San Jose, California – Chevy Trailblazer SUV Rollover Crash Kills One Man

The driver of a Chevy Trailblazer Sports Utility Vehicle (SUV) and 7 other family members were returning from Mexico when the driver appeared to have taken the off ramp from Highway 101 to Capital Expressway to fast. The crash caused one fatality and other injuries when the SUV hit a raised curb and the vehicle rolled over.

A man was killed and two women suffered injuries in the solo crash on the San Jose freeway. At least two other people were ejected from the Chevy SUV. A woman, who was also thrown from the vehicle, was taken to a nearby hospital with major injuries. Another woman was transported to the hospital after complaining of pain.

The off-ramp was closed until emergency crews were finished and the wreckage was cleared.

If you have been the victim of personal injury you may be entitled to damages. Awarded in civil actions, personal injury damages are monies allotted to those who have been wrongfully injured by someone else. Damages are intended to help restore the victim physically, emotionally, mentally, and financially. The two main types of personal injury damages are compensatory damages and punitive damages.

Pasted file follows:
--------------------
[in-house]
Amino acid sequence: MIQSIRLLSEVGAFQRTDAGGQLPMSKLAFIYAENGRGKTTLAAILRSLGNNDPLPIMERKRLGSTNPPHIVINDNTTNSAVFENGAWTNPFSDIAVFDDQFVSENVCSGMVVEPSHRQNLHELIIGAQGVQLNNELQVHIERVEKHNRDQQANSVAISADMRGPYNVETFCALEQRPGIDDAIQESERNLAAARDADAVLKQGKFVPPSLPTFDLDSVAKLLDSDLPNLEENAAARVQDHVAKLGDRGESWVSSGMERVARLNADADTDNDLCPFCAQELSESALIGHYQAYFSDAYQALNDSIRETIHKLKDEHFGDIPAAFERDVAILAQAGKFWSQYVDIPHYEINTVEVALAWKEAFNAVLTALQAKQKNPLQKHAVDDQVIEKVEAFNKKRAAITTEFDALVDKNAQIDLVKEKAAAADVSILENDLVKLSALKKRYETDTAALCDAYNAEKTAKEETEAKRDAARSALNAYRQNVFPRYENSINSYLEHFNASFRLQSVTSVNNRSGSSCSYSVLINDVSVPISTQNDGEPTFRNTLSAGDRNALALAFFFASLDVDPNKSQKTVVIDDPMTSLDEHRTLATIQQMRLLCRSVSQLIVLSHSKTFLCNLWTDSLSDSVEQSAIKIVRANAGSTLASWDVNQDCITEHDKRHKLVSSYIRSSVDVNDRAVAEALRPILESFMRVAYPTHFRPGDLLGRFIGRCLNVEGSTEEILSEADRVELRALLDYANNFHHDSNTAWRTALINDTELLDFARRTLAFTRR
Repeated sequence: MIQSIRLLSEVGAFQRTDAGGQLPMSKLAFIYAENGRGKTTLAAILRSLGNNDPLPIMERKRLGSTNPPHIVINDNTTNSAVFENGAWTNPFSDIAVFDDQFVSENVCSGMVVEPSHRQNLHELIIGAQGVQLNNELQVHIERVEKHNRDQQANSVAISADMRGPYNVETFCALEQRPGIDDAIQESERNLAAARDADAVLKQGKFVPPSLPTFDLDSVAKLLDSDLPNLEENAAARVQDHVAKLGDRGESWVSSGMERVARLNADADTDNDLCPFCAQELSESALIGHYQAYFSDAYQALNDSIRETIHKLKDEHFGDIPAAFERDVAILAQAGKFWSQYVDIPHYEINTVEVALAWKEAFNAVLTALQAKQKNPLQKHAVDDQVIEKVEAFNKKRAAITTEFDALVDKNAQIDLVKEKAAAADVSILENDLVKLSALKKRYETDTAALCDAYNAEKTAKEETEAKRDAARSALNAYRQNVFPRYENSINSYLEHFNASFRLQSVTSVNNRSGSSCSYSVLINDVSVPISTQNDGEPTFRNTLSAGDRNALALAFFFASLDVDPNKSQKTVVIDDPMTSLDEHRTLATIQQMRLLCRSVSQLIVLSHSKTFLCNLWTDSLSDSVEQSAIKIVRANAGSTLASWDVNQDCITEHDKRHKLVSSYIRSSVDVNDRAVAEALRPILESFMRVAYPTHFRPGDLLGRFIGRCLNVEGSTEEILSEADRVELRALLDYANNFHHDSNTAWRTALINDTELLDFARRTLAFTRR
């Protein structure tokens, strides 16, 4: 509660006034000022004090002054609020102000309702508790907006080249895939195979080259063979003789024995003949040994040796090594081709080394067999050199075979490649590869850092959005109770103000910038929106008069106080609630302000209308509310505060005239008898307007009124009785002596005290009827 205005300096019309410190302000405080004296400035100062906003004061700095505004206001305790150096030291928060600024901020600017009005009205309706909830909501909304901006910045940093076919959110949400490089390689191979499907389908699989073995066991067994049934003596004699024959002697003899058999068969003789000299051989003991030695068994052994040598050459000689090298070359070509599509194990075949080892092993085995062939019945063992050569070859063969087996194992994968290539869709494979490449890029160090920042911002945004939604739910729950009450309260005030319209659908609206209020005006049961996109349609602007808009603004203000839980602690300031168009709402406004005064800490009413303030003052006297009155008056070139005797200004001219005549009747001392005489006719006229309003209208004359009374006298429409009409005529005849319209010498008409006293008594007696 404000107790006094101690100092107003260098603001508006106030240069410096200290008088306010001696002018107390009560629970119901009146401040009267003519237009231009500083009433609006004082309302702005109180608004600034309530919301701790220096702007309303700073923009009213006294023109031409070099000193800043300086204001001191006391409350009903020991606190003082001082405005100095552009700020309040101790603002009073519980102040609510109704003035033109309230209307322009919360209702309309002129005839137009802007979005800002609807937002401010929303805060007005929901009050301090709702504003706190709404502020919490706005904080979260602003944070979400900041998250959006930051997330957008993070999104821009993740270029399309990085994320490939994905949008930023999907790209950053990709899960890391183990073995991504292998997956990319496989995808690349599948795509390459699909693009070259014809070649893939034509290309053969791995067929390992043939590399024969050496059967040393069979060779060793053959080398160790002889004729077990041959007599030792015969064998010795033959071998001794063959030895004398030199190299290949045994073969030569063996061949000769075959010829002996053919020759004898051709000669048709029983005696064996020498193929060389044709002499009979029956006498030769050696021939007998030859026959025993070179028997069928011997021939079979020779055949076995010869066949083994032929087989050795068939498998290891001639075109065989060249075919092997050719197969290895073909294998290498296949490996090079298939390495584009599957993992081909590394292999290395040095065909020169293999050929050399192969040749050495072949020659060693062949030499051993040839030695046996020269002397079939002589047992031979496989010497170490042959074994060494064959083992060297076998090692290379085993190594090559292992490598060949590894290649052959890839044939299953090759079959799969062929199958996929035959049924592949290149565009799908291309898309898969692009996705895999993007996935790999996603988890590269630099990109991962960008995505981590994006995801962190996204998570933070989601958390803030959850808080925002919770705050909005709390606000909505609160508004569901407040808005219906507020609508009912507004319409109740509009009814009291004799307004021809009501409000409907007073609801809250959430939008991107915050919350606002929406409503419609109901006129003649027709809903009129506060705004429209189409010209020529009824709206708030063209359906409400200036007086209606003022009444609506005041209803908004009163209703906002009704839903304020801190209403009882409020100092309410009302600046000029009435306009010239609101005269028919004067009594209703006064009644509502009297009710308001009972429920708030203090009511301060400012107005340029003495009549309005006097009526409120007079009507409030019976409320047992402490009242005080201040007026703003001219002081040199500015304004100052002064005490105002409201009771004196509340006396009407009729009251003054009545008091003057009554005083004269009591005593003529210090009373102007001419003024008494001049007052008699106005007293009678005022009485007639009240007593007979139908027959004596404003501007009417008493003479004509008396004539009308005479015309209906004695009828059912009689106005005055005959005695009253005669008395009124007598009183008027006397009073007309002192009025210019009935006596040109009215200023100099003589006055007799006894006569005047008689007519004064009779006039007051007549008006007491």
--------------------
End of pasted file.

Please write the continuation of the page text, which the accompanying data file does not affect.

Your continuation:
Compensatory Damages

Compensatory damages, which are sometimes refered to as actual damages, cover all financial expenses and all ailments associated with personal injury, including:

  • Emotional distress
  • Pain and suffering (grief, fright, anxiety, humiliation, or depression)
  • Repair or replacement of property
  • Medical bills
  • Loss of wages
  • Permanent disability
  • Mental impairment
  • Earning capacity impairment

Punitive Damages

Often called exemplary damages, punitive damages are typically awarded to the plaintiff in addition to compensatory damages when the defendant’s conduct has been especially malicious or oppressive. Punitive damages are awarded to punish the offender and to deter others from engaging in similar actions.

How much can you receive in personal injury damages?
Personal injury damages are determined on an individual, case-by-case basis. The amount is decided by the jury but can be reviewed by the court. If a judge feels that the amount of damages is excessive, he or she can order remittitur, a process in which the punitive damages are reduced without a new trial or appeal. If a judge feels that the amount of damages is inadequate, he or she can order additur, whereby punitive damages are increased without a new trial or appeal.

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